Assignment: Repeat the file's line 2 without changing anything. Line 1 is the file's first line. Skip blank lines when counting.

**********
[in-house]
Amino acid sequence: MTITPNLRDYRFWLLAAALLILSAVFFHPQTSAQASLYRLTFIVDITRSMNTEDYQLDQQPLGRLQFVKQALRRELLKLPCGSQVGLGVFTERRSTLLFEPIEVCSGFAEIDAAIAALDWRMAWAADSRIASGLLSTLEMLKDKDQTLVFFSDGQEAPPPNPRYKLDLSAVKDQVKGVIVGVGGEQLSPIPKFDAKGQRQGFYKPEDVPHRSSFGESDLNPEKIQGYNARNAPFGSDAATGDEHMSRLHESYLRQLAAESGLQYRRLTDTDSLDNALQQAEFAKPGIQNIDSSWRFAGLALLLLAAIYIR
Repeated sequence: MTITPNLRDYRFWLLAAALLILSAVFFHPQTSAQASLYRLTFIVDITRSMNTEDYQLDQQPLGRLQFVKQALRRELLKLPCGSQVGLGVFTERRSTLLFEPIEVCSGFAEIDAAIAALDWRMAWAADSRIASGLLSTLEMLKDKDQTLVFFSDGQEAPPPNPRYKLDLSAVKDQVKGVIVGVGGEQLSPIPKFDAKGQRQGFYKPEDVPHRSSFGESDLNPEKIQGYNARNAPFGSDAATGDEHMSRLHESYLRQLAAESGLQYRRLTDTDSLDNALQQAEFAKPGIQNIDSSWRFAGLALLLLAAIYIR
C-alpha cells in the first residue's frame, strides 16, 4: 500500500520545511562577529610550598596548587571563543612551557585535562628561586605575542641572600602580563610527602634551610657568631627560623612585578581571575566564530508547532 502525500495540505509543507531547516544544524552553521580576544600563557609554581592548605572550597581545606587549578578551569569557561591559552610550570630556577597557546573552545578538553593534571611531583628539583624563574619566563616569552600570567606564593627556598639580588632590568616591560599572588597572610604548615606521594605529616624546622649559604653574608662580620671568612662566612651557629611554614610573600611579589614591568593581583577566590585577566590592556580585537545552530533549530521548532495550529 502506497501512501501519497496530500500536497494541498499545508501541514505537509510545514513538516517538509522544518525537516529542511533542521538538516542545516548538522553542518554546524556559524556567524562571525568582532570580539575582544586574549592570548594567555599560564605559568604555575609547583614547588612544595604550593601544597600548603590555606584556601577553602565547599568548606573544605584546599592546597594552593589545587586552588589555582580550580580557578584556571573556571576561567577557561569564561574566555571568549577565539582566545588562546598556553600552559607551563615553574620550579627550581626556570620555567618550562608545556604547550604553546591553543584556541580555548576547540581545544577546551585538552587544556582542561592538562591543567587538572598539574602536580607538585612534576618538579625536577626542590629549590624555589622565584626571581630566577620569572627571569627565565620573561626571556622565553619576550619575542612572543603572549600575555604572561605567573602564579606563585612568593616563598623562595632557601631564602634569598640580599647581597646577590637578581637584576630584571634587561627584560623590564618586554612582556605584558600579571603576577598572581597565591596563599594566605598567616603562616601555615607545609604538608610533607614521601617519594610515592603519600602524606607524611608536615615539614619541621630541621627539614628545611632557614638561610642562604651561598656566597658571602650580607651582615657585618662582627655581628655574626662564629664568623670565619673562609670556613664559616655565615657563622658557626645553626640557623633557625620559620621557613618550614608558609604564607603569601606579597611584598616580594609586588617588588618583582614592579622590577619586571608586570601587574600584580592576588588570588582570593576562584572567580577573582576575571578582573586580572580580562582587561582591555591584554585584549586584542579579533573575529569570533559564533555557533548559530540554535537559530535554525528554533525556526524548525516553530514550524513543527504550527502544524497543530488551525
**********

Amino acid sequence: MTITPNLRDYRFWLLAAALLILSAVFFHPQTSAQASLYRLTFIVDITRSMNTEDYQLDQQPLGRLQFVKQALRRELLKLPCGSQVGLGVFTERRSTLLFEPIEVCSGFAEIDAAIAALDWRMAWAADSRIASGLLSTLEMLKDKDQTLVFFSDGQEAPPPNPRYKLDLSAVKDQVKGVIVGVGGEQLSPIPKFDAKGQRQGFYKPEDVPHRSSFGESDLNPEKIQGYNARNAPFGSDAATGDEHMSRLHESYLRQLAAESGLQYRRLTDTDSLDNALQQAEFAKPGIQNIDSSWRFAGLALLLLAAIYIR